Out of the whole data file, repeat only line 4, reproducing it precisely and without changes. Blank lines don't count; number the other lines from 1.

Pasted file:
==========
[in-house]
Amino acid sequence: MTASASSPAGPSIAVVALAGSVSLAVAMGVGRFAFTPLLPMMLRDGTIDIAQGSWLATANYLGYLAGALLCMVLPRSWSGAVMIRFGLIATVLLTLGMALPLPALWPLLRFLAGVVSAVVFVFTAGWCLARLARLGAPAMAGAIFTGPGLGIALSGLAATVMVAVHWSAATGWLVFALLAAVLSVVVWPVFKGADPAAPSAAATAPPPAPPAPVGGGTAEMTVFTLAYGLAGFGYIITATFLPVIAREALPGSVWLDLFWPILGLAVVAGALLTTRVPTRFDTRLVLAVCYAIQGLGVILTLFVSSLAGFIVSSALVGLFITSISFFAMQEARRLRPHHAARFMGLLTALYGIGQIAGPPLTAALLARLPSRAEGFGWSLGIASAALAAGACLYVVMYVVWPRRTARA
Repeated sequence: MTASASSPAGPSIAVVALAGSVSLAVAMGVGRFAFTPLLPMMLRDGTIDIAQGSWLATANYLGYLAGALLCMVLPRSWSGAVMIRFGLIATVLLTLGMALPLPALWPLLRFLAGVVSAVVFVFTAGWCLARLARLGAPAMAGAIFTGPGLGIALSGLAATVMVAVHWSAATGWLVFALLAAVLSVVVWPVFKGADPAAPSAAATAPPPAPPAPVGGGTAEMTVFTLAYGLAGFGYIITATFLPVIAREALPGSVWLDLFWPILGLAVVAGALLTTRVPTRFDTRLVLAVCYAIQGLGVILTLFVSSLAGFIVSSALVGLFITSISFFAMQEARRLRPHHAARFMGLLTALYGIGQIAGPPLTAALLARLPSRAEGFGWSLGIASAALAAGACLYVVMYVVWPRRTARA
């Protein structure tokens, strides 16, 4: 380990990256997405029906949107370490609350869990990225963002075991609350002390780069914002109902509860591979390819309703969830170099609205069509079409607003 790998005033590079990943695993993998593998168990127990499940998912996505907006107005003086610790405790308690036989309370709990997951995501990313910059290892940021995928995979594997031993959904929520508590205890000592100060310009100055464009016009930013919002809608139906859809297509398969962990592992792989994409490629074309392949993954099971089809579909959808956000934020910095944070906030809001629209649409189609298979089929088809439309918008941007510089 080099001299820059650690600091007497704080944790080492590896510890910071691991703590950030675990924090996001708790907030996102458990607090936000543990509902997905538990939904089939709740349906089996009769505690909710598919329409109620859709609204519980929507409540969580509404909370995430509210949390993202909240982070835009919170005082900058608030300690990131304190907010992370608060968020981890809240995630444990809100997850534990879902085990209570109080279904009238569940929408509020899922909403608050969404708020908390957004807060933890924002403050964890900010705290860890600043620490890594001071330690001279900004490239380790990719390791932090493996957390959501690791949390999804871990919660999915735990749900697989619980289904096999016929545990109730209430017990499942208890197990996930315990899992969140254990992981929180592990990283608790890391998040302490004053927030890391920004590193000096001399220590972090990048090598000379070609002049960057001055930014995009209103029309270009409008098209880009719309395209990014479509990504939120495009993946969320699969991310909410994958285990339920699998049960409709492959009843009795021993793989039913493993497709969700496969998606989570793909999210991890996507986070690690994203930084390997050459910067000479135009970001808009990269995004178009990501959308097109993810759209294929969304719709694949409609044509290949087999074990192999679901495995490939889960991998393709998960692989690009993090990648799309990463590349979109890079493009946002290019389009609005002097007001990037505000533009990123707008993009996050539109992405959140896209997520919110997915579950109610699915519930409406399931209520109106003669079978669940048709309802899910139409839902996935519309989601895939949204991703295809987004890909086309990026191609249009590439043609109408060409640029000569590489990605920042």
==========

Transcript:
């Protein structure tokens, strides 16, 4: 380990990256997405029906949107370490609350869990990225963002075991609350002390780069914002109902509860591979390819309703969830170099609205069509079409607003 790998005033590079990943695993993998593998168990127990499940998912996505907006107005003086610790405790308690036989309370709990997951995501990313910059290892940021995928995979594997031993959904929520508590205890000592100060310009100055464009016009930013919002809608139906859809297509398969962990592992792989994409490629074309392949993954099971089809579909959808956000934020910095944070906030809001629209649409189609298979089929088809439309918008941007510089 080099001299820059650690600091007497704080944790080492590896510890910071691991703590950030675990924090996001708790907030996102458990607090936000543990509902997905538990939904089939709740349906089996009769505690909710598919329409109620859709609204519980929507409540969580509404909370995430509210949390993202909240982070835009919170005082900058608030300690990131304190907010992370608060968020981890809240995630444990809100997850534990879902085990209570109080279904009238569940929408509020899922909403608050969404708020908390957004807060933890924002403050964890900010705290860890600043620490890594001071330690001279900004490239380790990719390791932090493996957390959501690791949390999804871990919660999915735990749900697989619980289904096999016929545990109730209430017990499942208890197990996930315990899992969140254990992981929180592990990283608790890391998040302490004053927030890391920004590193000096001399220590972090990048090598000379070609002049960057001055930014995009209103029309270009409008098209880009719309395209990014479509990504939120495009993946969320699969991310909410994958285990339920699998049960409709492959009843009795021993793989039913493993497709969700496969998606989570793909999210991890996507986070690690994203930084390997050459910067000479135009970001808009990269995004178009990501959308097109993810759209294929969304719709694949409609044509290949087999074990192999679901495995490939889960991998393709998960692989690009993090990648799309990463590349979109890079493009946002290019389009609005002097007001990037505000533009990123707008993009996050539109992405959140896209997520919110997915579950109610699915519930409406399931209520109106003669079978669940048709309802899910139409839902996935519309989601895939949204991703295809987004890909086309990026191609249009590439043609109408060409640029000569590489990605920042």